Or, it might be my first web development job I got around 1998. I pokered high and just said I know PHP during the interview. When I started 2 months later I actually knew how to code in PHP. :-D

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hlnvoyer profile image
Helene Voyer • Edited

While studying computer science in a local CEGEP I had a few summer jobs in IT as a student :

  • one summer it was with a federal department (Health Canada) updating BBS
  • one summer it was working on a learning system about accounting for a local teacher
  • one summer I was building an application with my dad to manage electrical equipment (got the copyright on it here in Canada)
  • one summer I was working for a development agency with IT support and coding in VBA for Access After that I went to the university, while in my last year I started working full time in a local hospital while studying part time. I was coding using SMS and Meditech. I did some 24h support a few times a month. After almost 3 years, I was let go with 2 other employees. That was a non-unionized job. A few months later, I started working in a federal department where I'm still working right now. I've worked on several different web applications all in Java with Struts. Since November 2023, I'm now helping creating our first few web applications in PHP one with Joomla and another with Laravel. None of them are yet in production. That`s a first for me as I always was involved with working on existing web applications. I've been in this department for 20 years now. We are working from home since March 2020. I will be getting a full pension after 35 years of service.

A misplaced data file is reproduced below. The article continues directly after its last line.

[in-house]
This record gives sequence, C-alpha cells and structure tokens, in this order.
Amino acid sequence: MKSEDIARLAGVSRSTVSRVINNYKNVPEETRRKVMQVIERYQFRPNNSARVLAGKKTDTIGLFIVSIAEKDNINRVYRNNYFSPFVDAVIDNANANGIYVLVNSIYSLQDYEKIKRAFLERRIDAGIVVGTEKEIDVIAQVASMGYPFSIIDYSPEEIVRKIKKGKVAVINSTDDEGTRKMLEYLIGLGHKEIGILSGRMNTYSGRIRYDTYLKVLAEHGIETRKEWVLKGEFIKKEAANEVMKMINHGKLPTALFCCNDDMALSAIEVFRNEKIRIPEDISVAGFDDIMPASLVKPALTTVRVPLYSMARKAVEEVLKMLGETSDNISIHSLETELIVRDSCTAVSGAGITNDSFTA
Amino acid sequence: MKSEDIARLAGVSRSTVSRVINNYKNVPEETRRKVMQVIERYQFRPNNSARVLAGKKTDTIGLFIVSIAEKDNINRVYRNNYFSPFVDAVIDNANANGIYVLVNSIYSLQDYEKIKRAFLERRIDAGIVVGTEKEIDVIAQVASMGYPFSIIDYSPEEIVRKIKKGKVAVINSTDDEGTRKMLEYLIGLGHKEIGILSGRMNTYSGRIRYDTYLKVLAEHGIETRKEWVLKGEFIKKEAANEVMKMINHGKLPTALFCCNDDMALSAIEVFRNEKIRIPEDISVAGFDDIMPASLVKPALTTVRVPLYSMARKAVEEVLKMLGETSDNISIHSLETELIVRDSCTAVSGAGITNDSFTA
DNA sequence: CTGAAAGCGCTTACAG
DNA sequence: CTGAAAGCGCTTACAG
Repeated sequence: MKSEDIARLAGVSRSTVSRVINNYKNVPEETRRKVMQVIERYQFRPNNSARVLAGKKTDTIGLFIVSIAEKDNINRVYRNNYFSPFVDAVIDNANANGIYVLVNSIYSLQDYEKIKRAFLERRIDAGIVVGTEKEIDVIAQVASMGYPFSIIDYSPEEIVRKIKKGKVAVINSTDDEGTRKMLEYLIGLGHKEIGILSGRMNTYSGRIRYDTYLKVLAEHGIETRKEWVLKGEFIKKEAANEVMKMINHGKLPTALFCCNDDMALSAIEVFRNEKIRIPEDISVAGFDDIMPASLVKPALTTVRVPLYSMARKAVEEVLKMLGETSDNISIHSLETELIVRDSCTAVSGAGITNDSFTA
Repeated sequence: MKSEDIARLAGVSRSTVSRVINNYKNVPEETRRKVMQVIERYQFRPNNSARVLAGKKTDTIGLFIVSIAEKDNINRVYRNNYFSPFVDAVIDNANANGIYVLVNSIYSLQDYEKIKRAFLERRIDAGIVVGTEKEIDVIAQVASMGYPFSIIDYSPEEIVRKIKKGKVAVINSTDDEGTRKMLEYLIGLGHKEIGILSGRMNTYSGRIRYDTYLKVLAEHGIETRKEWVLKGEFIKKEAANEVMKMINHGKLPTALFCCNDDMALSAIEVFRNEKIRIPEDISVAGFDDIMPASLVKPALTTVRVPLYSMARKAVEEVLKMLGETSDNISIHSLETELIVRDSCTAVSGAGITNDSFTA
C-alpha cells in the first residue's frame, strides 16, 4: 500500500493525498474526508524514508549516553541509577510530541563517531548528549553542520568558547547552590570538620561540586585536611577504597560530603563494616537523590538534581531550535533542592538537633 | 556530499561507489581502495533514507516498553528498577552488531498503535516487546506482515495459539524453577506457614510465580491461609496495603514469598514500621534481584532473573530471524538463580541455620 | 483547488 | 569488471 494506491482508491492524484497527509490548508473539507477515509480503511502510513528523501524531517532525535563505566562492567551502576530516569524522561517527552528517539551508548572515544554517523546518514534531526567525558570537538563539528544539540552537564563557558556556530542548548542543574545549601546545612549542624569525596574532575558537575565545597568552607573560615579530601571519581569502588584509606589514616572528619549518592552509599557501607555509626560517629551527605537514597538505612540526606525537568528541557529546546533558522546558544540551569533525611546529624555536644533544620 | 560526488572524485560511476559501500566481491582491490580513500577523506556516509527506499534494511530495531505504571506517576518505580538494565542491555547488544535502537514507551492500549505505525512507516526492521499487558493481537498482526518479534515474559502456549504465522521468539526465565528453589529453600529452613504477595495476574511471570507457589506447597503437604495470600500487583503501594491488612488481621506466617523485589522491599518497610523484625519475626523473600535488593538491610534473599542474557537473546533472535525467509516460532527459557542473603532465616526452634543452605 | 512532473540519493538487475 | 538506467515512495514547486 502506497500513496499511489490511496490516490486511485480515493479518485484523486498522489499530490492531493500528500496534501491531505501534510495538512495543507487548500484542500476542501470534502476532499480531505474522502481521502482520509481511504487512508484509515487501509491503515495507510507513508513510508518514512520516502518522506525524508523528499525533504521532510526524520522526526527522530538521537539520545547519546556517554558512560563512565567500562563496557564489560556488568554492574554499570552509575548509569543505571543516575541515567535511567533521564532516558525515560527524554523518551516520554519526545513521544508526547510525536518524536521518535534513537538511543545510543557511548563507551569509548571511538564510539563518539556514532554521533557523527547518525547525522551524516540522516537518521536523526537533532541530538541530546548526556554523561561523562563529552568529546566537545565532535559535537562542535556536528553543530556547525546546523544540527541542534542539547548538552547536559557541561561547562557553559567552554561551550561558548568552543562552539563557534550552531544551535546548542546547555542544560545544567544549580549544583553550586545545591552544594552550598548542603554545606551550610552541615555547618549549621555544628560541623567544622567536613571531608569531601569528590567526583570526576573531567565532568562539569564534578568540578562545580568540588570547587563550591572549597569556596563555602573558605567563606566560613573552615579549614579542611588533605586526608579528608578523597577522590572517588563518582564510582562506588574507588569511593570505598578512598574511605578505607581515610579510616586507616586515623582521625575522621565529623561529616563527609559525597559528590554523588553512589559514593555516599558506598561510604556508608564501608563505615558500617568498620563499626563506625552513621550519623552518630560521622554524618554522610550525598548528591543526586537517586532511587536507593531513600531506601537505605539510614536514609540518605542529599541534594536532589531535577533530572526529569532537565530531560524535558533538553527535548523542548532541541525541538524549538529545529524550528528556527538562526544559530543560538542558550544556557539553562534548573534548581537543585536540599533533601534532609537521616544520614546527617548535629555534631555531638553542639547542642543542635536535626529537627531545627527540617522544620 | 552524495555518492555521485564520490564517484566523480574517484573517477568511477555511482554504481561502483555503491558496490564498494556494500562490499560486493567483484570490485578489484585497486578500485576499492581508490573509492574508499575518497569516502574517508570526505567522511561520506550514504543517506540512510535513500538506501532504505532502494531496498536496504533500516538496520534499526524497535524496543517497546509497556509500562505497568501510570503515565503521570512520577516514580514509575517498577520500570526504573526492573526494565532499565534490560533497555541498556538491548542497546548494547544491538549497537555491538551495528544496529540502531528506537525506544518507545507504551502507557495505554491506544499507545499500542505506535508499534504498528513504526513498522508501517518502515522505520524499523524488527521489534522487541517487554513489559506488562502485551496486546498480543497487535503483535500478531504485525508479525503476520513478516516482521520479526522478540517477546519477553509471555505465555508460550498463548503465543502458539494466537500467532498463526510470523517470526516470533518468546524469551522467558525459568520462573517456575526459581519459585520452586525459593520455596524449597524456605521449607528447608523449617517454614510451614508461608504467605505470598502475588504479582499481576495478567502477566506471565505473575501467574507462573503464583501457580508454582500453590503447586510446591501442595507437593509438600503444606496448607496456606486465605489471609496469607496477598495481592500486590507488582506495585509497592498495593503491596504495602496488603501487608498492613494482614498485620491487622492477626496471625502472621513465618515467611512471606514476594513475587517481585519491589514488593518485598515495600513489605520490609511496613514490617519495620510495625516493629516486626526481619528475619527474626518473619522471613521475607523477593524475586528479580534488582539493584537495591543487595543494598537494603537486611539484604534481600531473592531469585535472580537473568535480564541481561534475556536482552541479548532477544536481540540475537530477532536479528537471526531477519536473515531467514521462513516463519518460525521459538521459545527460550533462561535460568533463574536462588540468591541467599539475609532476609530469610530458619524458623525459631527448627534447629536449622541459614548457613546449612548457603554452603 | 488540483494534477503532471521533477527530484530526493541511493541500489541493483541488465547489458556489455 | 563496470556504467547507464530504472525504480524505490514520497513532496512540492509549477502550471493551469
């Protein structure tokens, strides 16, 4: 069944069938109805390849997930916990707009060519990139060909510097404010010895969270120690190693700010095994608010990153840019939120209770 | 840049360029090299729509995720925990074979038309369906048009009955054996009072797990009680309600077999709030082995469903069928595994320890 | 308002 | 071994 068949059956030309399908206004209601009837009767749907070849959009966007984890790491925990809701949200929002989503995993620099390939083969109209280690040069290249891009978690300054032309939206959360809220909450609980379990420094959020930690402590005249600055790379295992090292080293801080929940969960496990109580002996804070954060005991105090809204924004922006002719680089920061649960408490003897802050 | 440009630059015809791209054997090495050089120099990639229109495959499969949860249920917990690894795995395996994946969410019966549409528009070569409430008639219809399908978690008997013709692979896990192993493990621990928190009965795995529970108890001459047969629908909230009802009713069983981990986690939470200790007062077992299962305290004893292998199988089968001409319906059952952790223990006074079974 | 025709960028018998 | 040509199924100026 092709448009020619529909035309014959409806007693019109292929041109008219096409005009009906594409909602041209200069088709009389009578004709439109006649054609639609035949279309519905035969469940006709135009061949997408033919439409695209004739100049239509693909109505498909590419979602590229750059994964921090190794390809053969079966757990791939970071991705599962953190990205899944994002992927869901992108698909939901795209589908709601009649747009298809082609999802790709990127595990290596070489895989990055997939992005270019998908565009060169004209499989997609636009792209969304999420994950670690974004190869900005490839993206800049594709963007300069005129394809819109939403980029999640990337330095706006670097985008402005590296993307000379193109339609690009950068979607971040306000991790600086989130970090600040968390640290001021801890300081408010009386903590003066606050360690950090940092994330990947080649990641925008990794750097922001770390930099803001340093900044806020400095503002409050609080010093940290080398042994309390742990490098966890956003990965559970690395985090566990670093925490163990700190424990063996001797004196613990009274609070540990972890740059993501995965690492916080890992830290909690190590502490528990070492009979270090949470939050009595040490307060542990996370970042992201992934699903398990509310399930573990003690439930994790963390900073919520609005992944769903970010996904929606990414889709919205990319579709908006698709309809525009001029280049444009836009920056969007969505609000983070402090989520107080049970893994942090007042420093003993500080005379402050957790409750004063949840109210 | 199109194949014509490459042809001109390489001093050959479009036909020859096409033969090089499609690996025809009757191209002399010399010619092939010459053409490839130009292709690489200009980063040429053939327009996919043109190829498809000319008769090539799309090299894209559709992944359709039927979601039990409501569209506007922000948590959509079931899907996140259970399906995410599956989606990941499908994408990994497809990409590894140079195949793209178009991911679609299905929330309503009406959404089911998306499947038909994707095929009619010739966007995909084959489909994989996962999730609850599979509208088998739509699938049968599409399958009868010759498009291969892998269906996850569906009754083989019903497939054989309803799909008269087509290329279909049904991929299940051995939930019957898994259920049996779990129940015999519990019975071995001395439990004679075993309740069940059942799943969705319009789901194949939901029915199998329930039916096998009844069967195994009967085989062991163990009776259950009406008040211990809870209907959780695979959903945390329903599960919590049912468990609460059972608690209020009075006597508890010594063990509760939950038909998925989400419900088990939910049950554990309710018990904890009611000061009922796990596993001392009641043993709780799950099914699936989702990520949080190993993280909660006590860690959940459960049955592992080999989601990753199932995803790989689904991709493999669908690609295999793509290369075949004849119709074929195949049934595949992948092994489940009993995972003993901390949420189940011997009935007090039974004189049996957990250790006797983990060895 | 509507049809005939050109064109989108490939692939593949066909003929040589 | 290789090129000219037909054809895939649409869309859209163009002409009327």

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geraldew profile image
geraldew • Edited

There are two different answers for that depending on what we want to call "tech".

In one sense, my first tech job saw me assembling circuit boards to make multiple high gain amplifiers at a university. It happened that while there I also got to play on a number of computers, giving me my first practical hands on programming experiences. But that wasn't part of the job, and the posting was only short term work that didn't really go anywhere.

So my first real "tech industry" job was when the computer store where I'd bought my first computer had a sudden need for a salesman, especially someone like me who was handy with a soldering iron to assist in the repairs section.

My start then, was selling and repairing computers, although I did later do some programming for them too (dBase II and BASIC). Strangely, all these years later I'm still a hybrid, half a data scripter and half a programmer.

To be honest, these days, I'm so entrenched that I assume I have no pertinent advice for new developers entering the workforce. I still don't use the label "developer" myself.

Postscipt: because while I think it's not relevant, I'll write it anyway.
The skill that I most value from all my experience is to write code thinking that I myself will read/inspect it again in 10, 20, 30 years time - because I have by now, done exactly that and appreciated when I did that well versus when I didn't. Of course there are equivalents when reading/reworking other people's code but the purely personal version of this has a useful simplicity.

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ryanr profile image
Ryan Robinson • Edited

My first broadly tech job was in the local (small town) library when I was near the end of high school. I was basically the caretaker of a few computers and tech support for the occasional person who came in needing help, which at that time mostly meant things like setting up an email address.